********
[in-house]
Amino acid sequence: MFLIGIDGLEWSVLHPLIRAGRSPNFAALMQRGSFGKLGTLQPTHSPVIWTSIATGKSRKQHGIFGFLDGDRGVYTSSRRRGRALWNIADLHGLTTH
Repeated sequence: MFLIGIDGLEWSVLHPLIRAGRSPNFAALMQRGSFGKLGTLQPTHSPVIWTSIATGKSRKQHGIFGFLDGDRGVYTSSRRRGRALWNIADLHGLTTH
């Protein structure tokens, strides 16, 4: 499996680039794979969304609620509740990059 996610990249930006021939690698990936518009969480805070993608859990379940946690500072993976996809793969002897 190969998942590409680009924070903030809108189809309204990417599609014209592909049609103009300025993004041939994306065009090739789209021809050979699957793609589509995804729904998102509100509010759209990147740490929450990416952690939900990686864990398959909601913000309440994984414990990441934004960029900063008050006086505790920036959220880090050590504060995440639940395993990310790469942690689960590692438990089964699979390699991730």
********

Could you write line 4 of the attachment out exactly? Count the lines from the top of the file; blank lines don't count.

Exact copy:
């Protein structure tokens, strides 16, 4: 499996680039794979969304609620509740990059 996610990249930006021939690698990936518009969480805070993608859990379940946690500072993976996809793969002897 190969998942590409680009924070903030809108189809309204990417599609014209592909049609103009300025993004041939994306065009090739789209021809050979699957793609589509995804729904998102509100509010759209990147740490929450990416952690939900990686864990398959909601913000309440994984414990990441934004960029900063008050006086505790920036959220880090050590504060995440639940395993990310790469942690689960590692438990089964699979390699991730």